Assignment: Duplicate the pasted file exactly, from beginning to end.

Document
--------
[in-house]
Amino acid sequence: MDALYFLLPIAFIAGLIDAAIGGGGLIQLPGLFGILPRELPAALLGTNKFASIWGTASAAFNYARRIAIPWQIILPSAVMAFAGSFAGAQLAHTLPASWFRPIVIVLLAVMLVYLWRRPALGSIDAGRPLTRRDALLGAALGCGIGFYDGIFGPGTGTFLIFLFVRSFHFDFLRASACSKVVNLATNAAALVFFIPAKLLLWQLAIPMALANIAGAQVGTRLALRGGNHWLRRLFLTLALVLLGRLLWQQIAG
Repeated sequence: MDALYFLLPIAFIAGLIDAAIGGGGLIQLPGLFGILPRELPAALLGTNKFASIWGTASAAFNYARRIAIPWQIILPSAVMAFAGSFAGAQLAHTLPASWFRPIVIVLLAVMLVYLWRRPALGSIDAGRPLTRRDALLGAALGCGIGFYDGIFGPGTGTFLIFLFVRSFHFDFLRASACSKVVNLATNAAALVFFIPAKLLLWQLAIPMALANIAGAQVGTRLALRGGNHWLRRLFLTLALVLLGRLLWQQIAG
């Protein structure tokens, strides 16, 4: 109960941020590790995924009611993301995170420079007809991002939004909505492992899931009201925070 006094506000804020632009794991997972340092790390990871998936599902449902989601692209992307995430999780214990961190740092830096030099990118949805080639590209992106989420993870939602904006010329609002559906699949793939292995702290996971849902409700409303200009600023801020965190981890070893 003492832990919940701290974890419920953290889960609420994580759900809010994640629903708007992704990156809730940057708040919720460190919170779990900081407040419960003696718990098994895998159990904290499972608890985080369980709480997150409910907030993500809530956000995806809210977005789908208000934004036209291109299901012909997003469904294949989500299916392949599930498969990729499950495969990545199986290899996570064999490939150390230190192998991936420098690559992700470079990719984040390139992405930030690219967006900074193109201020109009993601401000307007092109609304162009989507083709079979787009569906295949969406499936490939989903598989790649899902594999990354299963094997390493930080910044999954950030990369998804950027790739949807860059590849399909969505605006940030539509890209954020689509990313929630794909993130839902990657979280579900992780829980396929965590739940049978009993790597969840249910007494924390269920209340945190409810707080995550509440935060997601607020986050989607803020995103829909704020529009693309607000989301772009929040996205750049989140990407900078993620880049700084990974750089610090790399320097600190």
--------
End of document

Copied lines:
[in-house]
Amino acid sequence: MDALYFLLPIAFIAGLIDAAIGGGGLIQLPGLFGILPRELPAALLGTNKFASIWGTASAAFNYARRIAIPWQIILPSAVMAFAGSFAGAQLAHTLPASWFRPIVIVLLAVMLVYLWRRPALGSIDAGRPLTRRDALLGAALGCGIGFYDGIFGPGTGTFLIFLFVRSFHFDFLRASACSKVVNLATNAAALVFFIPAKLLLWQLAIPMALANIAGAQVGTRLALRGGNHWLRRLFLTLALVLLGRLLWQQIAG
Repeated sequence: MDALYFLLPIAFIAGLIDAAIGGGGLIQLPGLFGILPRELPAALLGTNKFASIWGTASAAFNYARRIAIPWQIILPSAVMAFAGSFAGAQLAHTLPASWFRPIVIVLLAVMLVYLWRRPALGSIDAGRPLTRRDALLGAALGCGIGFYDGIFGPGTGTFLIFLFVRSFHFDFLRASACSKVVNLATNAAALVFFIPAKLLLWQLAIPMALANIAGAQVGTRLALRGGNHWLRRLFLTLALVLLGRLLWQQIAG
């Protein structure tokens, strides 16, 4: 109960941020590790995924009611993301995170420079007809991002939004909505492992899931009201925070 006094506000804020632009794991997972340092790390990871998936599902449902989601692209992307995430999780214990961190740092830096030099990118949805080639590209992106989420993870939602904006010329609002559906699949793939292995702290996971849902409700409303200009600023801020965190981890070893 003492832990919940701290974890419920953290889960609420994580759900809010994640629903708007992704990156809730940057708040919720460190919170779990900081407040419960003696718990098994895998159990904290499972608890985080369980709480997150409910907030993500809530956000995806809210977005789908208000934004036209291109299901012909997003469904294949989500299916392949599930498969990729499950495969990545199986290899996570064999490939150390230190192998991936420098690559992700470079990719984040390139992405930030690219967006900074193109201020109009993601401000307007092109609304162009989507083709079979787009569906295949969406499936490939989903598989790649899902594999990354299963094997390493930080910044999954950030990369998804950027790739949807860059590849399909969505605006940030539509890209954020689509990313929630794909993130839902990657979280579900992780829980396929965590739940049978009993790597969840249910007494924390269920209340945190409810707080995550509440935060997601607020986050989607803020995103829909704020529009693309607000989301772009929040996205750049989140990407900078993620880049700084990974750089610090790399320097600190």